Birds fly over the rainbow…why, oh why, can't Gigi?
Birds are everywhere in Gigi. After all, what's a more classic symbol of personal freedom and independence? As Gigi makes her way from a buttoned-up and goofy little girl to an elegant woman, you can almost see her take flight.
Here are three appearances by those winged ones:
Gigi's at lunch at her Aunt Alicia's eating that poor tiny ortolan: a bird has been reduced to fodder for lessons on proper table manners, just as Gigi's plucked from the beautiful park only to end up in her aunt's stuffy chambers getting ready to be eaten alive by society's plans for her.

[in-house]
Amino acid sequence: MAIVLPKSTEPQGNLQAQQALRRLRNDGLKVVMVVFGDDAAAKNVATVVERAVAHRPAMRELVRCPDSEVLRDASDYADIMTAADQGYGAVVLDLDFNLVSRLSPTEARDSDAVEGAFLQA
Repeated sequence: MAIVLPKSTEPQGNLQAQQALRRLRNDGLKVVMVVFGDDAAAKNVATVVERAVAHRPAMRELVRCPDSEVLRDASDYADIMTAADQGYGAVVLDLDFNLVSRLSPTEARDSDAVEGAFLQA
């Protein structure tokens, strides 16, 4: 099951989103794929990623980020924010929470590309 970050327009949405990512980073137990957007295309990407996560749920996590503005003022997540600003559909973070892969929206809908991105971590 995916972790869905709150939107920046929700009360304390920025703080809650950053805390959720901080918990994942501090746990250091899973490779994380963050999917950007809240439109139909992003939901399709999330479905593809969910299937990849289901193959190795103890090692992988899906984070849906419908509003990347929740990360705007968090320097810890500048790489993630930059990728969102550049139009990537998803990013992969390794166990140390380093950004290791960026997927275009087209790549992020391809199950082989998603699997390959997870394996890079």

When delivering her angry screed against romance, "I Don't Understand the Parisians," Gigi throws herself against a wrought-iron park gate. Beyond her, a flock of birds fly across the sky. If you find a more explicit cage-versus-freedom image, contact Shmoop immediately.
As Gaston begins to understand that he's falling for Gigi, he glides through the park, singing, "You're not at all the funny, awkward little girl I knew." In case we've missed the point, swans—not ugly ducklings—float by in a pond behind him. Hey, we never said this movie is subtle. And don't swans mate for life? (Only kind of, but we'll give Director Minnelli a pass on this one.)